Daily life experiences of COVID-19 in the canton of Vaud
Even though biological factors are important to understand differences in exposure to viral transmission, the spread of the disease and the adoption of protection measures cannot be properly grasped and assessed without considering the social conditions of life in specific local contexts.
The Covid-19 pandemic made clear that individuals and communities are all affected differently, whether biologically, personally, socially or economically. The everyday environment, like housing and working conditions, or family and other social relations, has been shown to play a crucial role regarding the risk of exposure, viral transmission and protection measures. In our project we studied qualitatively how living conditions modulate experiences or viral exposures and protection measures in specific contexts.
In this medical anthropology project, we explored how living conditions – like the everyday environment at work, at home and while carrying out daily activities, social and economic circumstances and the physical environment – influence the risk of exposure and viral transmission as well as the adoption of protective measures, in three groups of the population: general population; workers in essential services; and asylum seekers.
Drawing on interviews with members of the general population, we describe the “flexible lockdown” adopted in Switzerland as a governance regime based primarily on the principle of individual responsibility. Our findings confirmed the crucial importance of space availability when negotiating risk and protection.
The redistribution of gender roles and the responsibility for care provides an example of the reconfigurations that took place during the pandemic. The results from the study confirm not only that most care activities continued to be delegated to female family members, but also that men’s roles evolved, as they endorsed greater moral responsibility for safeguarding family members. During a period when the essential importance of care for family well-being was so starkly revealed, our paper draws to the attention to the urgent need for concrete measures to address the moral responsibility of care and the burden of work it entails in daily life. At a practical level, the findings from this study confirm the need for women and other providers of care services to receive appropriate material and emotional support designed to mitigate gender inequalities, especially during crises.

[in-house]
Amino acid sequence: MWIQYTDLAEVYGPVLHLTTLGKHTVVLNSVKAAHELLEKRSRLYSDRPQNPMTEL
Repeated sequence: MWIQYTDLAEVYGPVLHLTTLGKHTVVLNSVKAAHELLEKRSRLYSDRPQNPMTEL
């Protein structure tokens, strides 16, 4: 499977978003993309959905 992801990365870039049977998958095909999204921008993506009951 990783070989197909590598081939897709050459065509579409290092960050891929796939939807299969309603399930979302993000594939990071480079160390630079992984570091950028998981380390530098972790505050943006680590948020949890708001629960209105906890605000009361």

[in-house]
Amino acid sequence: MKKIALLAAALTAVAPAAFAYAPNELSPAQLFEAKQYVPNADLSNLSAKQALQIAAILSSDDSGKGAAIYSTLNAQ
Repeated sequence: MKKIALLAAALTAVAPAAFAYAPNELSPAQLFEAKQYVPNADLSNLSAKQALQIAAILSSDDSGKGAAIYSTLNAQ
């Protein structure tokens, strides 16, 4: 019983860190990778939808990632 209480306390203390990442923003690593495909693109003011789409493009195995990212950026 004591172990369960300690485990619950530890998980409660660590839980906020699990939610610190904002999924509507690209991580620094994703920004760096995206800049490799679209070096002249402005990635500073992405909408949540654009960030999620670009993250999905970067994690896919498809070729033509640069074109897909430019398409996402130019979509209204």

In regard to asylum seekers, we showed that sharing living spaces was an important source of worries for those and that protective measures were perceived to increase social isolation, obscuring and disrupting future perspectives. Our study highlighted the impact of the Covid-19 pandemic for asylum seekers and the importance of tailoring public health measures to their needs and living conditions.
For essential sectors workers, we shed light on the various meanings of risk and on the negotiations of viral exposure taking place between the professional and the private spheres. This confirms that risk needs to be understood as a relational and situated category. Our study shows as well that risk of viral exposure is weighted by the risk of losing financial income. We also studied how “essential work” was understood and experienced during the pandemic and shed light on the ambivalent relation to work, as both having a protective role, and as increasing stress and pressure due to the worsening of working conditions generated by the changes brought by the pandemic and the protection measures.
Specific contribution to tackle the current pandemic
With the actors involved we co-constructed recommendations stemming from their experiences and the challenges they encountered on the ground. The management of risk in shared space and stress were identified as significant problems. Among those was Communication. The Promotion of direct contacts between health experts and people on the ground remains a key lesson. The impact of stress on health on the long term should also be acknowledged. A key recommendation is that stress and psychological support should be put in place at the beginning of crises.
Daily life experiences of Covid-19: an ethnographic exploration of viral exposure, protective practices and the making of vulnerabilities through the lens of living conditions in Canton de Vaud